In collaboration with the advocacy group Generation Rent, London’s Labour-affiliated Mayor, Sadiq Khan, has jointly called for a cap on rent within the city. A projection from Khan’s team warns that if private rents in London continue unregulated, they might escalate over £2,700 pcm by the subsequent year.
A collective proclamation, co-presented by Khan and Generation Rent’s CEO, Ben Twomey, accentuates the urgency of the situation. The Mayor asserts, “This data presents the most vivid argument for rent restrictions to date. Nearly one in three Londoners are private tenants, but they are continuously overlooked by a Government that dismisses their plight and fails to intervene swiftly, exposing them to potential further economic strain.”
“The citizens of London re-elected me with the assurance that I would advocate for rent regulation, a commitment I plan to honour tirelessly. My mission is to establish a more balanced, equitable, and thriving London through the construction of affordable homes and offering critical aid to Londoners amidst the cost-of-living crisis. It is high time the Government followed suit,” expresses the re-elected Mayor.
Additionally, Twomey, a previous Labour candidate in recent Police Crime and Commissioner elections, voices his concerns, “Escalating rents are pushing families towards poverty and homelessness, which is why we back the Mayor’s request for decentralised powers to stabilise rents. On average, a London tenant is spending 40% of their income directly on rent, and without intervention, there’s little sign of this situation improving.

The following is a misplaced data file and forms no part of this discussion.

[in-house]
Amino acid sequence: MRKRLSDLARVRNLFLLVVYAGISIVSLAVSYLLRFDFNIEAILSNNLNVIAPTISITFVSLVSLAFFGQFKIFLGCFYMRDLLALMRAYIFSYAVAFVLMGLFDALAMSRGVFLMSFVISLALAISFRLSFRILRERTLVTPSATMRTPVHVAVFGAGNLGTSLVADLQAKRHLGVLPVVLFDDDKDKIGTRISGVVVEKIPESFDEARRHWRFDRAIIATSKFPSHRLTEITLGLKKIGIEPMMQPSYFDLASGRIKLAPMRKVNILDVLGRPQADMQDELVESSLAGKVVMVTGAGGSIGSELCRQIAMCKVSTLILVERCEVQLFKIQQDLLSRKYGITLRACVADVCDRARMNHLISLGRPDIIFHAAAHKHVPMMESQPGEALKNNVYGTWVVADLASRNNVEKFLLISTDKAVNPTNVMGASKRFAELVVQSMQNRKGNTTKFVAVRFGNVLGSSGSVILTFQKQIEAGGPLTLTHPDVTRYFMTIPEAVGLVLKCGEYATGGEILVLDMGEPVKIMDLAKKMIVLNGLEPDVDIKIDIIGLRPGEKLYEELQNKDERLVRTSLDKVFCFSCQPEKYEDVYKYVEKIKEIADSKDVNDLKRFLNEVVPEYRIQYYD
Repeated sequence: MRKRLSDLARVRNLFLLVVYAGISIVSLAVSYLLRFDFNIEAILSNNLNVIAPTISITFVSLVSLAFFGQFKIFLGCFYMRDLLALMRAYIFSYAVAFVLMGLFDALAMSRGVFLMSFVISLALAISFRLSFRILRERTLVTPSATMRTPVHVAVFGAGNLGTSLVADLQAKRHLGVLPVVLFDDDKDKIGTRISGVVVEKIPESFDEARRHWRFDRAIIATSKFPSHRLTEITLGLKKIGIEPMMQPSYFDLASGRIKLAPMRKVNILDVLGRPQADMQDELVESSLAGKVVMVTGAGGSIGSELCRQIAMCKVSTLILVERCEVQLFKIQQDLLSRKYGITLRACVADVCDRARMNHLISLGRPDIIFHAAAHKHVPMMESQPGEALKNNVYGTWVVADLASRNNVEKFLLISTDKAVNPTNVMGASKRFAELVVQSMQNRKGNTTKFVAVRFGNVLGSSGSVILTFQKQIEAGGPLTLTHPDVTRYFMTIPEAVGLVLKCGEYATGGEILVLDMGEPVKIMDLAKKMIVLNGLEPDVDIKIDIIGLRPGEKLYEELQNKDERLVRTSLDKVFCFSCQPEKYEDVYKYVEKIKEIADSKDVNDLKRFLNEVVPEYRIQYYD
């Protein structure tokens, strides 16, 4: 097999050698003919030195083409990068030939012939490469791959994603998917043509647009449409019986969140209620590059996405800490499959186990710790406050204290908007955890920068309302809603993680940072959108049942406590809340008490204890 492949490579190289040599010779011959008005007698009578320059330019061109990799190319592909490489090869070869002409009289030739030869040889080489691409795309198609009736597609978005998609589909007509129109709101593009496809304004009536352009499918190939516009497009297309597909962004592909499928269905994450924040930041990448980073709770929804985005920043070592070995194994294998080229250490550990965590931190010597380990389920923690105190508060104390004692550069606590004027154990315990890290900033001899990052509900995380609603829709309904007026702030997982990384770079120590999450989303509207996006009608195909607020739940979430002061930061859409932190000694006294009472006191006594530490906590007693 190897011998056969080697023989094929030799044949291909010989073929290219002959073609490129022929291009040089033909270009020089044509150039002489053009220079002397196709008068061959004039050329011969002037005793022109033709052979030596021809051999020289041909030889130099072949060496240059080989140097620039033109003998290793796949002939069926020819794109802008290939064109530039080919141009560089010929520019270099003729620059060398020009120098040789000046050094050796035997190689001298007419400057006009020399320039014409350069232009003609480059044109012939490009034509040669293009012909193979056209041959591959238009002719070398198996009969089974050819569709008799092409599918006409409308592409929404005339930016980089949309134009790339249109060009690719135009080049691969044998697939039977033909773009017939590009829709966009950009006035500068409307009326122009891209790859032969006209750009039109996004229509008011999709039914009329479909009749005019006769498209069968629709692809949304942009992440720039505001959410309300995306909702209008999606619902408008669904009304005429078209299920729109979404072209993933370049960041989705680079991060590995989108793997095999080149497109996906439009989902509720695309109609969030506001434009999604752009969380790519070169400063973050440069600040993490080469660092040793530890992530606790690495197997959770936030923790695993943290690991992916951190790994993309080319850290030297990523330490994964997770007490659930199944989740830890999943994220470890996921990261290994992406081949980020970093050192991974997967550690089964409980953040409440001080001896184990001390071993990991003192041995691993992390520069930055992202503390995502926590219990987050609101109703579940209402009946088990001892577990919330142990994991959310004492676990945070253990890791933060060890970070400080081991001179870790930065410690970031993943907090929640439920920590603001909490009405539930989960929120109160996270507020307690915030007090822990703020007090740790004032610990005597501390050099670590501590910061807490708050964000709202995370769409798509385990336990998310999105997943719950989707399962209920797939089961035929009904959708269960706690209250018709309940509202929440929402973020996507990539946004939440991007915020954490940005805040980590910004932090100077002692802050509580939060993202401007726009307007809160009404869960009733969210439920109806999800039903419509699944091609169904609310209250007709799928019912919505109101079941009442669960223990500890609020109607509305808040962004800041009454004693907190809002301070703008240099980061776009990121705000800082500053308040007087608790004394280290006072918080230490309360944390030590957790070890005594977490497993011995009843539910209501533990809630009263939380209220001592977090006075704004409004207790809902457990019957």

“Rent controls alone won’t address the shortage of properties that enables landlords to demand high rents. To combat this, we also need a significant increase in the provision of social and affordable housing. The Mayor’s call for funding to maximise this provision in London is spot on. In the absence of action, Londoners will continue to grapple with astronomical rents, forcing crucial workers like nurses and teachers out of the city, thus draining our communities.”
Khan’s data indicates that nearly half, 49%, of children residing in privately rented homes are living in poverty.
Khan proposes, “Should a two-year rent cap be imposed, tenants could see an average savings of £3,374 – £887 in the first year and an additional £2,487 in the second year.”
He urges the government “to allocate the £4.9 billion required annually to construct the much-needed affordable housing, and to advocate for the ability to put a freeze on rents as an immediate protection for Londoners.”
However, Labour’s Shadow Housing Secretary, Lisa Nandy, dismissed the idea of rent control if Labour wins in the upcoming General Election.
Speaking at a housing conference, Nandy described rent controls as a “temporary fix” that could potentially exacerbate homelessness. “With housing construction plummeting and buy-to-let landlords exiting the market, rent controls that reduce rents for some will likely render others homeless,” she cautioned the Housing 2023 industry professionals’ assembly.
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